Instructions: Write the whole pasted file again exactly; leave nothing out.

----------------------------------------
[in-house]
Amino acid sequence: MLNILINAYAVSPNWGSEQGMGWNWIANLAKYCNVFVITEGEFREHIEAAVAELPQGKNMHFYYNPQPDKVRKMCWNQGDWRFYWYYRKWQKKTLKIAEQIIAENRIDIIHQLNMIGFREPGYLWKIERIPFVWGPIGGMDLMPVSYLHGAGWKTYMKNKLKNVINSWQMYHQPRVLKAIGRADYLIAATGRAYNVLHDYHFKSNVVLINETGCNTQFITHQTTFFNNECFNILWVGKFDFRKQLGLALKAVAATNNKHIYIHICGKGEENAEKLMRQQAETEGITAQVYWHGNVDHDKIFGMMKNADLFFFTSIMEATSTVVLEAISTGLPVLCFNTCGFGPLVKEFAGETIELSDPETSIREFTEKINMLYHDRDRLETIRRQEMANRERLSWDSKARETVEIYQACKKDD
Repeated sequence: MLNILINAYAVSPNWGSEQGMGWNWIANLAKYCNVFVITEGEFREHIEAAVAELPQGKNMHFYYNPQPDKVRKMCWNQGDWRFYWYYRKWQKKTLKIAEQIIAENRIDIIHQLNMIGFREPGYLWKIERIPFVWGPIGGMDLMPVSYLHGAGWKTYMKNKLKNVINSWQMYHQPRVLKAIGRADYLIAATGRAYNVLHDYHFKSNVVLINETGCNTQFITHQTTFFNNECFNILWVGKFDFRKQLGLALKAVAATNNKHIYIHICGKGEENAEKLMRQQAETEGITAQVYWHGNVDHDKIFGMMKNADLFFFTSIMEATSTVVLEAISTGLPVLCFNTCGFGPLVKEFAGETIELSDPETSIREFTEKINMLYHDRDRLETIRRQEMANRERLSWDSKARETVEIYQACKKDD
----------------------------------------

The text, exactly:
[in-house]
Amino acid sequence: MLNILINAYAVSPNWGSEQGMGWNWIANLAKYCNVFVITEGEFREHIEAAVAELPQGKNMHFYYNPQPDKVRKMCWNQGDWRFYWYYRKWQKKTLKIAEQIIAENRIDIIHQLNMIGFREPGYLWKIERIPFVWGPIGGMDLMPVSYLHGAGWKTYMKNKLKNVINSWQMYHQPRVLKAIGRADYLIAATGRAYNVLHDYHFKSNVVLINETGCNTQFITHQTTFFNNECFNILWVGKFDFRKQLGLALKAVAATNNKHIYIHICGKGEENAEKLMRQQAETEGITAQVYWHGNVDHDKIFGMMKNADLFFFTSIMEATSTVVLEAISTGLPVLCFNTCGFGPLVKEFAGETIELSDPETSIREFTEKINMLYHDRDRLETIRRQEMANRERLSWDSKARETVEIYQACKKDD
Repeated sequence: MLNILINAYAVSPNWGSEQGMGWNWIANLAKYCNVFVITEGEFREHIEAAVAELPQGKNMHFYYNPQPDKVRKMCWNQGDWRFYWYYRKWQKKTLKIAEQIIAENRIDIIHQLNMIGFREPGYLWKIERIPFVWGPIGGMDLMPVSYLHGAGWKTYMKNKLKNVINSWQMYHQPRVLKAIGRADYLIAATGRAYNVLHDYHFKSNVVLINETGCNTQFITHQTTFFNNECFNILWVGKFDFRKQLGLALKAVAATNNKHIYIHICGKGEENAEKLMRQQAETEGITAQVYWHGNVDHDKIFGMMKNADLFFFTSIMEATSTVVLEAISTGLPVLCFNTCGFGPLVKEFAGETIELSDPETSIREFTEKINMLYHDRDRLETIRRQEMANRERLSWDSKARETVEIYQACKKDD